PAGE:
lol, I had a similar ant experience in Thailand but it was dark and we were out in the forest before we discovered the little buggers. We spent hours shooing and squashing and even turning our bed upside down to get rid of them. In retrospect, we must have given the locals a good laugh =)

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Admin September 16, 2016 - 4:35 pm

Oh man, it was kind of funny but also pretty gross!

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Ricarda Christina Hollweg September 15, 2016 - 3:25 pm

Very nice blog post! I think this is the peaceful Bali I would be looking for. Hopefully I will make it to Bali finally next year.

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Admin September 16, 2016 - 4:35 pm

I hope you do too! 🙂

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Tara @ ShataraTravel September 15, 2016 - 4:28 pm

If you manage to get back there- Tibumana waterfall is hidden gem not too far away! We found Ubud to be really noisy, the traffic is so bad these days- but the rice fields and forrest are amazing!!

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Admin September 16, 2016 - 4:36 pm

Thanks for the tip! Ubud was probably still noisy but coming from Seminyak it felt so peaceful and quiet to us!

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Ellis Veen September 15, 2016 - 7:10 pm

I really loved to read your post about Ubuds. Of course I have read about it in Eat, Pray, Love but I feel your blog gives a more authentic view about life on ubud. I will keep your restaurant recommendations in mind if I make it out there, which hopefully I will.

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Admin September 16, 2016 - 4:36 pm

Thank you! 🙂 I hope you get there too

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Laura Nalin September 15, 2016 - 8:08 pm

Crazy about your Airbnb! I had a similar thing happen to me in Myanmar, but we got it sorted as well. I haven’t been to Bali YET but will be going in the near future as I’ve just relocated to New Zealand so it’s nearby. Thanks so much for sharing!

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Admin September 16, 2016 - 4:37 pm

Where did you relocate from? There’s nothing worse than a bug infestation, no matter where you are!

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Amanda Williams September 15, 2016 - 8:37 pm

This is a great post. I love the sound of Café Pomegranate, not necessarily for the food, but because of it’s unique location and outlook. What a special place to sit and chill. I would also love to visit Tegenungan Waterfall, as I am obsessed with waterfalls, but what a shame it was so busy.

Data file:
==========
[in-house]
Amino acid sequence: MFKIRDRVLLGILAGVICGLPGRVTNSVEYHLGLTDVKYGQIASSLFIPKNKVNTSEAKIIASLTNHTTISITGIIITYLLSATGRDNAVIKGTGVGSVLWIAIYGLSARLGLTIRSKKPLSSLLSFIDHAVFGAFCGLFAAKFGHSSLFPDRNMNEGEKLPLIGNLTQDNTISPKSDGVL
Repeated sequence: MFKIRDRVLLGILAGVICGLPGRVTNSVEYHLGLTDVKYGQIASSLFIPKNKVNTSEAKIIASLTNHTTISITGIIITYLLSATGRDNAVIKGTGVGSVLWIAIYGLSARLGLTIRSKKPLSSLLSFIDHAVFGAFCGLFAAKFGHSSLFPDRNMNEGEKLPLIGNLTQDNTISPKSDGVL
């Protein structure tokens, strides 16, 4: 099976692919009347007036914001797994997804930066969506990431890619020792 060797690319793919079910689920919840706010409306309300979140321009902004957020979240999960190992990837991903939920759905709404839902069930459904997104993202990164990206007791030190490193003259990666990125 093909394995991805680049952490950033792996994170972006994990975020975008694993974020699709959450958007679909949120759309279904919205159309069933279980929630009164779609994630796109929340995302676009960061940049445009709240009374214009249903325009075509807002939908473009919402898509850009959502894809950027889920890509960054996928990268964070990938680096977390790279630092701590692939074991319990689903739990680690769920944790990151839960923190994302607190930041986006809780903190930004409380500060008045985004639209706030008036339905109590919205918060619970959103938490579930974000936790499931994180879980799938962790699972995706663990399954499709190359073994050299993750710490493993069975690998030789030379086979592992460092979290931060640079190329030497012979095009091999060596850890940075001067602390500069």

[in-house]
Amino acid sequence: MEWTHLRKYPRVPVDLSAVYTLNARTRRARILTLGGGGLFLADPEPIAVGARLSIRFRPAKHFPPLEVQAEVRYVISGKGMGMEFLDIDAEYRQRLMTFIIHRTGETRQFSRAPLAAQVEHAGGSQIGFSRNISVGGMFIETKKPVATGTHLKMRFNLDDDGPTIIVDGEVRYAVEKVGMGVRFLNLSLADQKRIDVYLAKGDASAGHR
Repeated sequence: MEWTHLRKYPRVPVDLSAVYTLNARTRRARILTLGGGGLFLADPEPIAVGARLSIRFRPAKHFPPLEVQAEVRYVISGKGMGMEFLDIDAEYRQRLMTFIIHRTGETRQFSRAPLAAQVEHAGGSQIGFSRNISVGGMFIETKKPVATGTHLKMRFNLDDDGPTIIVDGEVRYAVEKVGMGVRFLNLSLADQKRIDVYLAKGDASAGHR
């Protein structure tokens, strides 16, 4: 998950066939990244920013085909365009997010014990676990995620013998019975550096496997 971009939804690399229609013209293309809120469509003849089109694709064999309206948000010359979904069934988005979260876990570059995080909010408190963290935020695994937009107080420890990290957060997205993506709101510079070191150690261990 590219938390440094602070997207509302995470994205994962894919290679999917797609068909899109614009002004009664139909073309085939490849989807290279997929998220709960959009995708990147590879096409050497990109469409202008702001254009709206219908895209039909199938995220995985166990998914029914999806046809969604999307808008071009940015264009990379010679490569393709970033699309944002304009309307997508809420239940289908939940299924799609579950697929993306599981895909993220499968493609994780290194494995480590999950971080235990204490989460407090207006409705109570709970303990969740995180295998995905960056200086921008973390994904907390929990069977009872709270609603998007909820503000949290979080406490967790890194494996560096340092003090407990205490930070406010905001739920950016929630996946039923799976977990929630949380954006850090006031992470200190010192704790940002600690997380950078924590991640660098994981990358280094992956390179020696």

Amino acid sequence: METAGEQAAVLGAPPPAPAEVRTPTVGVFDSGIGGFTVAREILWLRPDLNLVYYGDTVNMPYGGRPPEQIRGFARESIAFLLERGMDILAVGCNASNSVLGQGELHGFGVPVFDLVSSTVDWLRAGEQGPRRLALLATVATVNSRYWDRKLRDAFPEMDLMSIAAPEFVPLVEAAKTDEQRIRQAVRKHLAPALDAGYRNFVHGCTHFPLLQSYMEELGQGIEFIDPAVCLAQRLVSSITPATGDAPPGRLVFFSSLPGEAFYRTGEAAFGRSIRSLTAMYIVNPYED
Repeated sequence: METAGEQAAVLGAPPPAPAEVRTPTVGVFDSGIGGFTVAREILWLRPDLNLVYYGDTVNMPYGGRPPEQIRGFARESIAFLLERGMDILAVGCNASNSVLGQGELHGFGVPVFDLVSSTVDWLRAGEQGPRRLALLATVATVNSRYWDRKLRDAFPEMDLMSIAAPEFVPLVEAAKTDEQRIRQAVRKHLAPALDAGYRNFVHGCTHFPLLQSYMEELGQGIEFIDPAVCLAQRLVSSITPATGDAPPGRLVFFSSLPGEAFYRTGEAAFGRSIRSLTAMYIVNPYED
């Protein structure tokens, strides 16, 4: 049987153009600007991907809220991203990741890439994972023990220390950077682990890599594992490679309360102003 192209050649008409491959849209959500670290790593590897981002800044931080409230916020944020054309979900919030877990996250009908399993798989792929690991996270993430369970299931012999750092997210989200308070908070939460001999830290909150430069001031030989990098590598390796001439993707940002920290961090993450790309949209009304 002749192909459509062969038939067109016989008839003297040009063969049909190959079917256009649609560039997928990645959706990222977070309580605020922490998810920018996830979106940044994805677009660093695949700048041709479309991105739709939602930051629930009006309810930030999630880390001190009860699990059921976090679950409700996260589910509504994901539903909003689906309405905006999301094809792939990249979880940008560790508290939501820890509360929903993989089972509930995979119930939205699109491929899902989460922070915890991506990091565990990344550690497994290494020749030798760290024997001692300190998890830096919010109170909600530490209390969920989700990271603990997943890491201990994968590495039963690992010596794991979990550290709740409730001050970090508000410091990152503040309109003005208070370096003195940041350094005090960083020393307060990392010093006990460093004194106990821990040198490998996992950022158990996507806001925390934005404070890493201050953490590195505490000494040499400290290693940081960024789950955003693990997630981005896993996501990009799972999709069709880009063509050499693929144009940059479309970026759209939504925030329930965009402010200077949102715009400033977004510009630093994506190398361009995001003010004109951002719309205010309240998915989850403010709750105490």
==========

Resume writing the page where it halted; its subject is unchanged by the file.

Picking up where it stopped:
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Admin September 16, 2016 - 4:37 pm

That’s just what you get when you visit a touristy place, but it was still a great time!

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Kassie September 16, 2016 - 11:01 am

I absolutely fell in love with Ubud too! We had totally opposite itineraries, as I saw none of the things you did. Just goes to show how much there is to do around Ubud. Now I have a whole new bucket list of things to do when I go back!

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Admin September 16, 2016 - 4:37 pm

Oh wow, that’s great to hear! You’ll have to share the thing you did with me too 🙂

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roota September 16, 2016 - 3:58 pm

Wow , amazing itinerary to spend in Ubud. I loved the tea terraces , waterfall and the green farms. What time would you suggest to go there? I think monsoons are pretty chaotic because of insects , leeches , etc – no ?

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Admin September 16, 2016 - 4:38 pm

The wet season is cheaper but obviously much wetter! Try to go around June-Sept 🙂

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Jessica September 16, 2016 - 11:08 pm

These pictures are beautiful. I only had one day to spend in Ubud and I found the town quite overwhelming, though I could see how it would be peaceful if you were sticking around. Kudos to finding the calm!

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Michela September 24, 2016 - 11:40 pm

Loved Ubud, despite the hassle and bustle with the traffic and the scooters. I was there in July last year, there were many tourists around. Loved the walk among the rice fields, probably one of the best parts of Ubud. I missed out on the waterfalls, but will check it out on my next trip.